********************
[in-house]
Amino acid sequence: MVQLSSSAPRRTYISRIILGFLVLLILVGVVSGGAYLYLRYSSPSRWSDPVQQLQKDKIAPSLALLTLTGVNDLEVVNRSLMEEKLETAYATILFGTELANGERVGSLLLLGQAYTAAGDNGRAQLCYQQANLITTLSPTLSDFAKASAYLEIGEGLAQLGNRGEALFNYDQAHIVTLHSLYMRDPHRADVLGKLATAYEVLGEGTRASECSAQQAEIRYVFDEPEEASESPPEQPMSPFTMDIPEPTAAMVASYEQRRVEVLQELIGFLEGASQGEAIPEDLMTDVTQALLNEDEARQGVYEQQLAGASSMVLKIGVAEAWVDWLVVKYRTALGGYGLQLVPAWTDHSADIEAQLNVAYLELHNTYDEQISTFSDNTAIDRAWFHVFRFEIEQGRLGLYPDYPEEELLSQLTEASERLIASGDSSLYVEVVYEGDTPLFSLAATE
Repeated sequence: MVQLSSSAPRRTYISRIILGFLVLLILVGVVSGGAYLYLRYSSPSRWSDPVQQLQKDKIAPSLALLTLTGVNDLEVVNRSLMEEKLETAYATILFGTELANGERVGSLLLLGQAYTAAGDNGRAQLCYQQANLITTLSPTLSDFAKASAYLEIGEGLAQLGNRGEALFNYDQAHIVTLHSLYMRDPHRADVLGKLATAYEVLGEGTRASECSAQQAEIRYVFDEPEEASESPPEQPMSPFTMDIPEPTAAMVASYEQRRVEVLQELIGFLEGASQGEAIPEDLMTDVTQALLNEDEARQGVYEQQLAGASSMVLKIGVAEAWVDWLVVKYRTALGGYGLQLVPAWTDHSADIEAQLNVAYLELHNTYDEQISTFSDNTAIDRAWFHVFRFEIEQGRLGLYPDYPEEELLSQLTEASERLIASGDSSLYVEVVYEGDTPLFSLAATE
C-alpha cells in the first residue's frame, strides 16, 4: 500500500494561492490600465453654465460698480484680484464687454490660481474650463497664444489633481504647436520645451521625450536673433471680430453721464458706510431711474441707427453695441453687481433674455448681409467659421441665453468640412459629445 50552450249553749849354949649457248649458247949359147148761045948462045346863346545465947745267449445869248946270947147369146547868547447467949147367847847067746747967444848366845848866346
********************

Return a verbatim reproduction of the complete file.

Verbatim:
[in-house]
Amino acid sequence: MVQLSSSAPRRTYISRIILGFLVLLILVGVVSGGAYLYLRYSSPSRWSDPVQQLQKDKIAPSLALLTLTGVNDLEVVNRSLMEEKLETAYATILFGTELANGERVGSLLLLGQAYTAAGDNGRAQLCYQQANLITTLSPTLSDFAKASAYLEIGEGLAQLGNRGEALFNYDQAHIVTLHSLYMRDPHRADVLGKLATAYEVLGEGTRASECSAQQAEIRYVFDEPEEASESPPEQPMSPFTMDIPEPTAAMVASYEQRRVEVLQELIGFLEGASQGEAIPEDLMTDVTQALLNEDEARQGVYEQQLAGASSMVLKIGVAEAWVDWLVVKYRTALGGYGLQLVPAWTDHSADIEAQLNVAYLELHNTYDEQISTFSDNTAIDRAWFHVFRFEIEQGRLGLYPDYPEEELLSQLTEASERLIASGDSSLYVEVVYEGDTPLFSLAATE
Repeated sequence: MVQLSSSAPRRTYISRIILGFLVLLILVGVVSGGAYLYLRYSSPSRWSDPVQQLQKDKIAPSLALLTLTGVNDLEVVNRSLMEEKLETAYATILFGTELANGERVGSLLLLGQAYTAAGDNGRAQLCYQQANLITTLSPTLSDFAKASAYLEIGEGLAQLGNRGEALFNYDQAHIVTLHSLYMRDPHRADVLGKLATAYEVLGEGTRASECSAQQAEIRYVFDEPEEASESPPEQPMSPFTMDIPEPTAAMVASYEQRRVEVLQELIGFLEGASQGEAIPEDLMTDVTQALLNEDEARQGVYEQQLAGASSMVLKIGVAEAWVDWLVVKYRTALGGYGLQLVPAWTDHSADIEAQLNVAYLELHNTYDEQISTFSDNTAIDRAWFHVFRFEIEQGRLGLYPDYPEEELLSQLTEASERLIASGDSSLYVEVVYEGDTPLFSLAATE
C-alpha cells in the first residue's frame, strides 16, 4: 500500500494561492490600465453654465460698480484680484464687454490660481474650463497664444489633481504647436520645451521625450536673433471680430453721464458706510431711474441707427453695441453687481433674455448681409467659421441665453468640412459629445 50552450249553749849354949649457248649458247949359147148761045948462045346863346545465947745267449445869248946270947147369146547868547447467949147367847847067746747967444848366845848866346